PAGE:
Our house is in shambles.

Walls have been knocked down, studs revealed, old wiring uncovered. The mysterious pipe in the pantry, well, turns out that is a gas line. “We wondered about that,” I laugh with my contractors as we pivot to deal with the house’s secrets now laid bare.

We are renovating and adding on, squeezing our family of five (plus two pets) into an even smaller footprint for a time. A little over a year ago, we lounged in 2500 square feet; now, we are getting along just fine in about 1000. Though I’ll admit, I am quite grateful for in-person learning and my husband’s special dispensation to work in the office. Still, I marvel at the ability of humans to adapt. Perhaps we don’t need all that we think we need?

Our refrigerator is within reach of the person seated at the end of the dining table. “Pass the butter” has taken on a whole new meaning. Our main walkway involves squeezing between people hunched over their plastic bowls and spoons and the piano that is wedged under the window. Our cat thinks the new construction is his personal playground. Our dog has made friends with all of the specialty subcontractors, from the electricians to the framing crew.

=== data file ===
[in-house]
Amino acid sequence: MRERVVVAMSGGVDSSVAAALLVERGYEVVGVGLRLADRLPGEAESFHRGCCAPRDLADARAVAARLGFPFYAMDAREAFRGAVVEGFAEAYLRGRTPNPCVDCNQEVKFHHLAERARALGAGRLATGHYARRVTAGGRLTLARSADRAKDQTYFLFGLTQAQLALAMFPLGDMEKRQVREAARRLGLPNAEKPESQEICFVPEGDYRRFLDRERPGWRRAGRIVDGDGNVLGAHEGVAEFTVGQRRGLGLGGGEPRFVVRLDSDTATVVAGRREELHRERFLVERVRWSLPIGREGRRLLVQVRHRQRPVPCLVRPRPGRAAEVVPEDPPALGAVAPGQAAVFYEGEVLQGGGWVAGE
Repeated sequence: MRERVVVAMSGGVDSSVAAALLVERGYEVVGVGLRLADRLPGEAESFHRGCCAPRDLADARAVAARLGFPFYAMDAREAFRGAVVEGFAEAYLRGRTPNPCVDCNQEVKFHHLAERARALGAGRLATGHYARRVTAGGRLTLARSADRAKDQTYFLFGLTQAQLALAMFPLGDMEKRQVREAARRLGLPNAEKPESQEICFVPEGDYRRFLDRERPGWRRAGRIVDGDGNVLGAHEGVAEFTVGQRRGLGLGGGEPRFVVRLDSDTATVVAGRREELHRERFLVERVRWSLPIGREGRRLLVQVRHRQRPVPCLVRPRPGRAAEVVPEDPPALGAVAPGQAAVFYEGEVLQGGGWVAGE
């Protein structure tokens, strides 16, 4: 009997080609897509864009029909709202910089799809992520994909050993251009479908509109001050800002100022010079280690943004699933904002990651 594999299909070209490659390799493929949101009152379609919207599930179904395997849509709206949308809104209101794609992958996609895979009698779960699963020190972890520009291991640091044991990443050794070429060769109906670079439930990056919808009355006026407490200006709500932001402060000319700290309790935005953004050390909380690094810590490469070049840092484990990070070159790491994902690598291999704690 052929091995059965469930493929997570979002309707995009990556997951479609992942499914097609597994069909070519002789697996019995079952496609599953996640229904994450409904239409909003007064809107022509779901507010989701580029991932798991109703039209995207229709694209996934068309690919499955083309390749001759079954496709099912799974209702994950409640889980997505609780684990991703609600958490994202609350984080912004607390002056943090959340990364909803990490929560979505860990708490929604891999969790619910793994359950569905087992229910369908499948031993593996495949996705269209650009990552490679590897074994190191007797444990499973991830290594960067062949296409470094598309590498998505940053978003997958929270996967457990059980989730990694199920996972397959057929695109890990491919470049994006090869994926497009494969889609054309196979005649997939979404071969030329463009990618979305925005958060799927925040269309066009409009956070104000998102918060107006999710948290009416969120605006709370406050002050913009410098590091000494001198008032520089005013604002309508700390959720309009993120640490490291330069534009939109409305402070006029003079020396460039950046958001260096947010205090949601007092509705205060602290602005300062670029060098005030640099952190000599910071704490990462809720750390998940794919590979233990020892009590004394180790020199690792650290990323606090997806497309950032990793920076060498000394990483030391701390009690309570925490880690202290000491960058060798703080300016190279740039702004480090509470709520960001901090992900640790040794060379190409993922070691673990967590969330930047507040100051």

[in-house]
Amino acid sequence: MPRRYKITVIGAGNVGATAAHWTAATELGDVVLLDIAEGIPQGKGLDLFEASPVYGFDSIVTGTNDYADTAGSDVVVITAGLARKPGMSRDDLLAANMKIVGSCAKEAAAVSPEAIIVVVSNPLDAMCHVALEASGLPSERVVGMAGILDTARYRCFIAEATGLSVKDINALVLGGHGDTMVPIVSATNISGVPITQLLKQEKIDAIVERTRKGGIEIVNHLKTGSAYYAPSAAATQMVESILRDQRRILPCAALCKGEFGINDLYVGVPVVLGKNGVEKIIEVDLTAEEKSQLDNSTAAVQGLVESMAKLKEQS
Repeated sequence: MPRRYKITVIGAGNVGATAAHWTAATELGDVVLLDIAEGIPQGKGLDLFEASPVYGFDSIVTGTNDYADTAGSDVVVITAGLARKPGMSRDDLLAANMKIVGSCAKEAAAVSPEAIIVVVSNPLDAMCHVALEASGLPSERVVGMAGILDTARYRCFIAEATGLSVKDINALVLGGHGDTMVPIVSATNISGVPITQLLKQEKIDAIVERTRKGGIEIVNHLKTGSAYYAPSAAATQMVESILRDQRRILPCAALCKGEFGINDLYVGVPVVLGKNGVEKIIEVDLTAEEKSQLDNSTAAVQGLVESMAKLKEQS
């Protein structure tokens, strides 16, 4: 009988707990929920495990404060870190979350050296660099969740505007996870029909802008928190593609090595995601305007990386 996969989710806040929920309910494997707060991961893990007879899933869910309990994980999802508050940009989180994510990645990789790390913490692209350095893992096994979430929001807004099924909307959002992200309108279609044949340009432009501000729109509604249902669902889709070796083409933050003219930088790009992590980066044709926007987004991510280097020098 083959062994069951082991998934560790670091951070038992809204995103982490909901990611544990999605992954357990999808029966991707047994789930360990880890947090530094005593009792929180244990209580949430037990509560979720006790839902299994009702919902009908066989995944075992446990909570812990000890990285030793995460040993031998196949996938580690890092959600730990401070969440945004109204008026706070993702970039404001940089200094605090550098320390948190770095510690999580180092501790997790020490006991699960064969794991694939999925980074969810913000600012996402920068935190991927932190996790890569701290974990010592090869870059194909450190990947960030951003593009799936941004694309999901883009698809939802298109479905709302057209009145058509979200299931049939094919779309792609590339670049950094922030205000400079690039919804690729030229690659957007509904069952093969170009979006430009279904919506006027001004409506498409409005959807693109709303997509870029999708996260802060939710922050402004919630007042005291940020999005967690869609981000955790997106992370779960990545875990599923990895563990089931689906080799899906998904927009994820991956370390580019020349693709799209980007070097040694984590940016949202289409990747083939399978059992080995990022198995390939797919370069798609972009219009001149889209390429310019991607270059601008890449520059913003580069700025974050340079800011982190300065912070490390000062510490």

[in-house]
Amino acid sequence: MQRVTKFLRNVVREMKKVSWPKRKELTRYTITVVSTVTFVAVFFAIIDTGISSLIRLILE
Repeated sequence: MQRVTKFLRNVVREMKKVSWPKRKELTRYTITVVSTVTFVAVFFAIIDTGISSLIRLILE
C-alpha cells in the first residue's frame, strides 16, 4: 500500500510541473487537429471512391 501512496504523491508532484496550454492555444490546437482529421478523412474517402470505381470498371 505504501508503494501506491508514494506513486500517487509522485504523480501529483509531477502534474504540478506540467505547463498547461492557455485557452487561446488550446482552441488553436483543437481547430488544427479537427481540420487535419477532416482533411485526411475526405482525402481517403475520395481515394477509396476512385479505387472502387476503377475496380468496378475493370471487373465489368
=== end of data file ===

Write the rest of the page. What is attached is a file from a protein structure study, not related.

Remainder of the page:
All this discomfort, inconvenience, and mess makes me oddly excited. You see, I know what is coming in a few months. A more spacious, comfortable, well-planned home for our family, where we can welcome friends and neighbors. I find it shockingly easy to smile and laugh at the chaos and noise because I know what lies ahead.

Our children are surrounded by inconvenience. Their possessions are in storage. Two are sharing a room. No one, including myself, really knows where anything is right now. Plastic tarps are hanging everywhere, so we “zipper” through from one space to the next. We are crowded, cramped, crazy. Our life is under construction, and at times, it is difficult. Nothing is easy. But my husband and I continually remind them of the end goal—a new, shining, spacious home.

We are giving them hope. Reconstruction and demolition and rebuilding and renovation are hard work. None of those are comfortable to live through. I know…that’s what I’m living through now. This past year has been full of destruction and chaos, and it is impossible to see some shining goal at the end of all of this. But our home renovation has given my husband and me the opportunity to show our children that something good and lovely can come out of chaos.

There has been much talk of our children being “resilient” after this year. Perhaps. If we mean that they will be able to understand that life is hard. It is full of suffering and pain and the unpredictable. If we mean that we are not in control like we tend to think we are. If we mean that our choices still matter, that beauty can emerge from ashes, that there is hope.